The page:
The occurrence of appendicitis was more in the nonvegetarians than vegetarians. Nonvegetarians constituted 53.8% while vegetarians constituted 15.3% while persons on mixed diet constituted 30.7% [Table 6].
Table 6: Diet

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Seasonal trends

The occurrence of appendicitis was peak in the spring and at a low in the summer [Table 7].
Table 7: Seasonal variation

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Intra operative findings

On the exploration of the abdomen, appendix was found to be inflamed in 89% of cases [Figure 1]. Gangrenous in 6.1% cases [Figure 2] and perforated in 1.5% cases [Figure 3].
Figure 1: Excised infl ammed appendix

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Figure 2: Gangrenous appendix

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{Figure 2}
Figure 3: Perforated appendix

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While we found appendicular mass, fimbrial cyst, Meckel's diverticulum in three different cases, respectively.


  Discussion Top


Despite diagnostic and therapeutic advancement in medicine, appendicitis remains a clinical emergency. In fact, this illness is one of the more common causes of acute abdominal pain. The incidence of acute appendicitis is around 7% of the population in the United States and European countries. The higher incidence of appendicitis is believed to be related to poor fiber intake in such countries.

In our study, the annual incidence of appendicitis was 3.18 per 1000 per year in 1 st year, 4.17 per 1000 per year in second and 3.85 per 1000 per year in 3 rd year. Hence, it remained almost stable during the study period of 3 years. Same observation was noted by Pederson, Bru of Rogaland central hospital, Stavanger, Norway, in their study. [4]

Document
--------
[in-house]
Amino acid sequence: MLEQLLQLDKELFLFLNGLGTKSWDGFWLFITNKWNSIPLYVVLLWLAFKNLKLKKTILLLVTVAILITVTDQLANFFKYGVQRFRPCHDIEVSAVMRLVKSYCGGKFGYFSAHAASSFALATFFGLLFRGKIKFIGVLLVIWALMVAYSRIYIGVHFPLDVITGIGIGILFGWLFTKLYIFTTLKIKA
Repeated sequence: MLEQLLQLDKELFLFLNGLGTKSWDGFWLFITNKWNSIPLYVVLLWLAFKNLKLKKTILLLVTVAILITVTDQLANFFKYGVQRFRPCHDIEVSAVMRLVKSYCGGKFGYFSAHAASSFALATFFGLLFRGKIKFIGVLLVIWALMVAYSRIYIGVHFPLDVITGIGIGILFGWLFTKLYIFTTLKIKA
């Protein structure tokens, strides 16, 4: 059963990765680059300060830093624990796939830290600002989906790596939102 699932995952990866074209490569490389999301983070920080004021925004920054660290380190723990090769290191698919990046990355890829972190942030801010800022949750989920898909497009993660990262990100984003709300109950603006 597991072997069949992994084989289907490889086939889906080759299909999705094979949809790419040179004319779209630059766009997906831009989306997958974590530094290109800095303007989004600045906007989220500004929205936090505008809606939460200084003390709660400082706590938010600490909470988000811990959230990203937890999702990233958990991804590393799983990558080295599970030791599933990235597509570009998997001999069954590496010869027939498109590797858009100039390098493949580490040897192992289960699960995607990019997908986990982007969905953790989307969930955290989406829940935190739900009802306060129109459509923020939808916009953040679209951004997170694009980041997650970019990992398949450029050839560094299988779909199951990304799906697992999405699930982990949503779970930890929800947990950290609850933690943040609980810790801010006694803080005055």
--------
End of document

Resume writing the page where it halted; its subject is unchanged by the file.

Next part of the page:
Majority of studies have shown that appendicitis is more common in persons taking poor fiber diet which we observed in our study where appendicitis was found to be more common in nonvegetarians, that is, in 70 cases (53.8%), and less common in individuals taking vegetarian and mixed diets that is 15.3% and 30.7%, respectively.

Study conducted by Al-Omran, Mc leod Institute for Clinical Evaluative Sciences, Toronto in 1998 on epidemiological features of acute appendicitis showed that appendicitis is more common in males, in those aged 11-20 years. [5] but in our study, we found that appendicitis is common in females, in those aged 11-20 years (35 cases out of 58 cases of this age group).